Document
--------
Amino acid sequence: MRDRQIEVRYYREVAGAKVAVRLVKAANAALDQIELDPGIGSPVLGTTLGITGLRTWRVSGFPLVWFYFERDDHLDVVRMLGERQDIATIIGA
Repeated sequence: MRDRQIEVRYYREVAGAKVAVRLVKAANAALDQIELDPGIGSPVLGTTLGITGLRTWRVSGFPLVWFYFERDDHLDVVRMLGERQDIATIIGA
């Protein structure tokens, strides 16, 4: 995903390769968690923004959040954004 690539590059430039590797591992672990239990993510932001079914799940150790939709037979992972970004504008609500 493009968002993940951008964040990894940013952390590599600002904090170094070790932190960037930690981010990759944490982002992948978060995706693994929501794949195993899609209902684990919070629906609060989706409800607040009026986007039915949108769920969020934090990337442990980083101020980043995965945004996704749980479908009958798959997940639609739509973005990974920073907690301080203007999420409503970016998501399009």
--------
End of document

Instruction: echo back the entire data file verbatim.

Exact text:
Amino acid sequence: MRDRQIEVRYYREVAGAKVAVRLVKAANAALDQIELDPGIGSPVLGTTLGITGLRTWRVSGFPLVWFYFERDDHLDVVRMLGERQDIATIIGA
Repeated sequence: MRDRQIEVRYYREVAGAKVAVRLVKAANAALDQIELDPGIGSPVLGTTLGITGLRTWRVSGFPLVWFYFERDDHLDVVRMLGERQDIATIIGA
């Protein structure tokens, strides 16, 4: 995903390769968690923004959040954004 690539590059430039590797591992672990239990993510932001079914799940150790939709037979992972970004504008609500 493009968002993940951008964040990894940013952390590599600002904090170094070790932190960037930690981010990759944490982002992948978060995706693994929501794949195993899609209902684990919070629906609060989706409800607040009026986007039915949108769920969020934090990337442990980083101020980043995965945004996704749980479908009958798959997940639609739509973005990974920073907690301080203007999420409503970016998501399009």